Leeds cancer survivor tees off again to raise vital funds for charity

FUNDRAISER: Richard Maltby, left, has raised more than �114,000 organising a golf tournament with a difference.
FUNDRAISER: Richard Maltby, left, has raised more than �114,000 organising a golf tournament with a difference.
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A golf lover has raised more than £114,000 after challenging his surgeons to a golf tournament.

When Richard Maltby was diagnosed with bowel and liver cancer in 2002 he was given a 40 per cent chance of survival.

Now, 15 years on, Richard has raised an incredible £114,000 and he now plans to boost funds with his 15th annual RIM Charity Golf Challenge in July.

Richard, 67, a retired manager at BT, who lives in Aberford, Leeds, was given life-saving bowel and liver surgery and a six-month course of chemotherapy at Spire Leeds Hospital, followed by an excision of tumour due to recurrence in 2004. He has now been clear of the disease for 13 years.

He was so grateful to the doctors for saving his life, this motivated him to challenge his surgeons to a golf tournament to raise funds for Rays of Hope Charity – the Yorkshire Liver Research Fund, to aid others with the disease.

Together with his family and friends, Richard set up the annual event at Wetherby Golf Club.

The appeal helps fund research into combined liver and bowel cancer, led by Professor Giles Toogood, who treated Richard at Spire Leeds Hospital together with Professor David Sebag-Montefiore and Simon Ambrose. Richard, who is married with two children and one grandchild, said: “I was so grateful to the doctors for saving my life I wanted to say thank you in some way. The first tournament was such a success we decided to make it an annual event.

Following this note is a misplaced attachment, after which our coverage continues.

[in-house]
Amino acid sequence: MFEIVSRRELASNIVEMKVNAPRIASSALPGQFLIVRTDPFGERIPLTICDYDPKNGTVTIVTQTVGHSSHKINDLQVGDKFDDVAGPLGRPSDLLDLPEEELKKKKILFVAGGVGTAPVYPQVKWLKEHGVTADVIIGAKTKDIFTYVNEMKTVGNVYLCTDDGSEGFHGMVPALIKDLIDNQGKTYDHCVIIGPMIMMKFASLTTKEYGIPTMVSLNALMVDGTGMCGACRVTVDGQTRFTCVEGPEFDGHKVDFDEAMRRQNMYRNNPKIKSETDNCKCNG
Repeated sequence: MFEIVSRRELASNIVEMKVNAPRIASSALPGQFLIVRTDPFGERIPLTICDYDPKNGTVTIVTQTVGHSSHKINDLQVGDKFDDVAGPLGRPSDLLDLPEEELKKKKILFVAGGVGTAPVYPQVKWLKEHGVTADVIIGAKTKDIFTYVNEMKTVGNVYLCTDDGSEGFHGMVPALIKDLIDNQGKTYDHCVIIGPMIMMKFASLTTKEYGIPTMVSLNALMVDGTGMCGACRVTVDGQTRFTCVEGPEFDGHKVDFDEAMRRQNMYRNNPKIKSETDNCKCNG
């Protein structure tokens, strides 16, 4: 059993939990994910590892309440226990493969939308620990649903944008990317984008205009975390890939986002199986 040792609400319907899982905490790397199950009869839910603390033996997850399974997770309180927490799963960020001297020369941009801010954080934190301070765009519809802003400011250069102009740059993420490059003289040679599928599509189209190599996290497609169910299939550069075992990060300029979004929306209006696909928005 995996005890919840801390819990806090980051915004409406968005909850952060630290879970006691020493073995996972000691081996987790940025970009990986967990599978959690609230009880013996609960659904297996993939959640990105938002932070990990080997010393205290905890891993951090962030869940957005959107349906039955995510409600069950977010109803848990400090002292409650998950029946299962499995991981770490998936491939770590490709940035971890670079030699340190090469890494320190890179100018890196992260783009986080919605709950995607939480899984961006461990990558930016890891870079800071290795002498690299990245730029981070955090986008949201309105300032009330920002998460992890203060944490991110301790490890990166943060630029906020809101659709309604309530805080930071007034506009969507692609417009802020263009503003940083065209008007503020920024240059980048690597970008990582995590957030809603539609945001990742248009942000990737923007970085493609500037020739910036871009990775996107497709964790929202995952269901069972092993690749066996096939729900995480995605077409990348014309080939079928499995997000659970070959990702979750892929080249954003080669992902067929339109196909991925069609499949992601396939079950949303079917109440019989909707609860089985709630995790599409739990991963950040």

“We hope that by offering golfers an opportunity to compete against surgeons from Spire and other high profile teams this year’s contribution will receive a significant boost.”

“Unfortunately Richard’s condition is not uncommon,” says Professor Giles Toogood, consultant hepatobiliary and liver transplant surgeon at Spire Leeds Hospital.

“Around 60 per cent of people with bowel cancer go on to develop liver cancer as well.

“We are extremely grateful for Richard’s efforts and monies raised will help fund key developments in research for hepatobiliary surgery and oncology. It’s support is invaluable in finding new ways to treat the disease; including research into the effects of using Omega-3 fatty acids on liver cancer, as well as working towards developing a new vaccine.”

For more details visit yorkshireliverresearchfund.com


Latest figures from Cancer Research UK suggest liver cancer rates will rise by 38 per cent in the UK between 2014 and 2035. It states 5,550 new cases were diagnosed in 2014 and 5,091 deaths from the disease in that same year. It is projected that 11,133 cases of the disease will be diagnosed in 2035. In addition, there were 41,265 new cases of bowel cancer in 2014. It is the UK’s second biggest killer.